Restoring Sight: My Work With the Himalayan Cataract Project in Ethiopia

by |September 7, 2010

The following is a guest blog by Dr. Matt Oliva, an MD with the Himalayan Cataract Project. Dr. Oliva also practices with the Division of International Ophthalmology at Oregon Health Sciences University and serves as the Associate Medical Director at Sightlife.

Disclaimer: The views expressed by the author in this blog do not represent the opinion of the Millennium Cities Initiative, the Earth Institute at Columbia University or any of its professional consultants.

Blindness exerts an incredible toll in the Tigray region of Ethiopia, in terms of both human suffering and adverse economic impact. Due to environmental conditions, malnutrition and vitamin deficiency, ocular infections, trauma and lack of access to care, some of the world’s highest rates of blindness exist in this arid and mountainous area, with a 1.5% estimated prevalence rate. The majority of this blindness is caused by cataract and corneal opacification, both of which are treatable conditions, often for as little as $20 per surgery.

The Himalayan Cataract Project (HCP) is working to eradicate preventable and treatable blindness in the developing world. Beginning in 2007, in partnership with the Millennium Cities Initiative, we joined forces with the Quiha Zonal Hospital in Mekelle, Ethiopia, and the Tigray Regional Health Bureau to dramatically expand access to high volume, high quality, modern cataract and corneal surgery in northern Ethiopia.

HCP and Ethiopian physicians perform sight-restoring surgeries.

The results have been stunning. Over the last two years, Quiha has provided more than 1,000 sight-restoring surgeries per month – both at the hospital in Mekelle, as well as through extensive outreach work at community health centers staffed by ophthalmic nurses. A particular highlight has been five high-volume cataract programs over the last two years. Most recently, in July 2010, a staggering 973 surgeries – cataract, corneal transplant and glaucoma – were performed over the course of one week. Patients were screened throughout the region over the preceding three-week period, with ophthalmic nurses traveling to remote villages and finding bilateral blind patients, who were then transported to Quiha. Patients from as far as Eritrea traveled over 600km to seek care. In seven long days of surgery, I worked side-by-side to restore sight with Ethiopian surgeons Dr. Tilahun Kiros, Dr. Zerihun and Dr. Yewubnesh, and American surgeon Dr. Paul Jorizzo. Careful follow-up care was provided by the network of ophthalmic nurses.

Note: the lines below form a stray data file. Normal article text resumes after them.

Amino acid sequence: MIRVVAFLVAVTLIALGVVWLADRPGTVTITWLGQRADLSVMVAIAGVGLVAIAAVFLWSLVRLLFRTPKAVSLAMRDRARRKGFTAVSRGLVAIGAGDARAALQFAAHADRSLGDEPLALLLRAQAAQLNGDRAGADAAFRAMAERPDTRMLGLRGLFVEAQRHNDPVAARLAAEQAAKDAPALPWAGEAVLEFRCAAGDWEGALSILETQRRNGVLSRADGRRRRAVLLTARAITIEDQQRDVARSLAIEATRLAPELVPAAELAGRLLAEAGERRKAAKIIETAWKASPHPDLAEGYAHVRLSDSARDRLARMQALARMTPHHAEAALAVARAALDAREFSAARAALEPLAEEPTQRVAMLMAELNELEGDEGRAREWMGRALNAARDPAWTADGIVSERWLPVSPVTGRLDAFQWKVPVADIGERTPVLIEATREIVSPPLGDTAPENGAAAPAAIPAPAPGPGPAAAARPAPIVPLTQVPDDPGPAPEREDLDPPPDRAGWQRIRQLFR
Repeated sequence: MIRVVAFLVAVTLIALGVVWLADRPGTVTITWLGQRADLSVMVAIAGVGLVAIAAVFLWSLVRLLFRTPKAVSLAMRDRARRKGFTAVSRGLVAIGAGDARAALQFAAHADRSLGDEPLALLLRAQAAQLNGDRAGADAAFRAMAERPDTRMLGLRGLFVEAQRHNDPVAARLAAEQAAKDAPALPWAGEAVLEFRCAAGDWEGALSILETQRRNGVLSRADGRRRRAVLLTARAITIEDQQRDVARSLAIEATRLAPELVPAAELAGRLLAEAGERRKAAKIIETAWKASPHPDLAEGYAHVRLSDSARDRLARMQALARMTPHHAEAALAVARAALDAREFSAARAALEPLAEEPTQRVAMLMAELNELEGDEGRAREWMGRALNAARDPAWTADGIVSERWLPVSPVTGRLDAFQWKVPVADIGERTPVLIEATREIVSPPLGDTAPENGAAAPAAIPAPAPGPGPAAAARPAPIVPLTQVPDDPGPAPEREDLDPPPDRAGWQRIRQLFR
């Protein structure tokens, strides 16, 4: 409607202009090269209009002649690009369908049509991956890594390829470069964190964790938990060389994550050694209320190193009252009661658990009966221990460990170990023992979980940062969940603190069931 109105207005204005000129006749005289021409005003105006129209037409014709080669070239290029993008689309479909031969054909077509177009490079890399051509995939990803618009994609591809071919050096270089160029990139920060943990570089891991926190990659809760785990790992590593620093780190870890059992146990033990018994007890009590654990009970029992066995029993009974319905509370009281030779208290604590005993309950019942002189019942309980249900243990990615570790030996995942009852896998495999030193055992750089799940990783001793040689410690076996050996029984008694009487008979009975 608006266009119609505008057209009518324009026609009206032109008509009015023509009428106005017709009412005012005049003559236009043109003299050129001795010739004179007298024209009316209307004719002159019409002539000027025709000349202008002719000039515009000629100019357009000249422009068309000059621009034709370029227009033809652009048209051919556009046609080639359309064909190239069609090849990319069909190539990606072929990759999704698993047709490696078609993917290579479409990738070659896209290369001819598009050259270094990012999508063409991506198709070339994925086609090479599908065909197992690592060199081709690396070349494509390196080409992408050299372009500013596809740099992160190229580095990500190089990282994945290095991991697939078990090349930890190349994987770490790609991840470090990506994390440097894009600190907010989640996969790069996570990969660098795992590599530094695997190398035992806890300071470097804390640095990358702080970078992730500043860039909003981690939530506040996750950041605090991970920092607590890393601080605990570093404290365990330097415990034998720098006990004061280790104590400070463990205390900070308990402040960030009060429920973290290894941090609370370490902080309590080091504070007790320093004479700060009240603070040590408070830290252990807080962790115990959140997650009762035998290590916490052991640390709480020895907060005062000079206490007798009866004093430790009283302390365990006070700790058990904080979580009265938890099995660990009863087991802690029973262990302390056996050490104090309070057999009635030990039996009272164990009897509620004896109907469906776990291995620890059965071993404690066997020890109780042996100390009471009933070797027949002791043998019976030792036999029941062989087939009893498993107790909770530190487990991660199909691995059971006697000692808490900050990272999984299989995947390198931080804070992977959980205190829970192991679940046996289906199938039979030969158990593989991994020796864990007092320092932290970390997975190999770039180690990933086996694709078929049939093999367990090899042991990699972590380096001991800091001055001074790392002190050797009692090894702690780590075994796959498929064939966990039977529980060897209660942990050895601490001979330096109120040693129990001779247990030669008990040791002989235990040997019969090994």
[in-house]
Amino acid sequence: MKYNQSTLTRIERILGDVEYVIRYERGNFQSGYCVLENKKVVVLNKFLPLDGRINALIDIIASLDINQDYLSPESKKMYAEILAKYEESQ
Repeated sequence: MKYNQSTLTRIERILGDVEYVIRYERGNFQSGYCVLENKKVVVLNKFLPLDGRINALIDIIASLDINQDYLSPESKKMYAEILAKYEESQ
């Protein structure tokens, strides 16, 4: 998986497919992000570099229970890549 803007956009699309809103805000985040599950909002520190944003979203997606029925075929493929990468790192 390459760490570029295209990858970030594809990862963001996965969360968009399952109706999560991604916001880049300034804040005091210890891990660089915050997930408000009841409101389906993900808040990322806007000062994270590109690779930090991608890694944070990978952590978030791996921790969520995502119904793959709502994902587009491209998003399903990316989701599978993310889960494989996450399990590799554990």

Examining a patient.

HCP has made significant investments in training and infrastructure at Quiha as we strive to make it a model center of excellence for eye care and training in Africa. Medical Director Dr. Tilahun Kiros was an HCP Fellow in 2009, studying cornea in the United States, with follow-up training provided in Mekelle by visiting faculty. Staff surgeons Dr. Zerihun and Dr. Yewubnesh recently returned in June 2010 from a six-week training course in Nepal, where they honed their high-volume/high-quality cataract skills at the Tilganga Institute of Ophthalmology in Kathmandu. A continuous stream of U.S. eye surgeons and support staff instructors from Tilganga have visited Mekelle to help Quiha reach its goal of replicating the high-efficiency comprehensive eye care delivery systems that have been so successful in reducing blindness in Asia.

Patients recover post-surgery.

As we look to the future, a modern state-of-the-art eye teaching hospital is being built next to the existing Quiha structure, slated to open in 2011. The ophthalmic nursing program, which graduates 12 nurses per year to serve Ethiopia and East Africa, is expanding, in collaboration with Mekelle University and HCP. Additional doctors will join Quiha as permitted, with subspecialty training in pediatrics and retinal disease.

The new hospital under construction.

The quality of care and surgical outcomes at Quiha is as good as I have seen anywhere in Africa. This past July, when we removed each morning the eye bandages of more than 150 patients from the previous days’ surgeries, a chorus of ululating patients would give thanks to the Quiha team who helped restore their sight. As these patients return home to their villages or towns with their new sight and broadened horizons, we expect the demand for eye care services in Tigray to continue to expand.

Please visit the Himalayan Cataract Project website (www.cureblindness.org) for further photos and videos of HCP’s work in Ethiopia.

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Lisa

I think that this is a wonderful program that you do. I would like to see a documentary on this someday.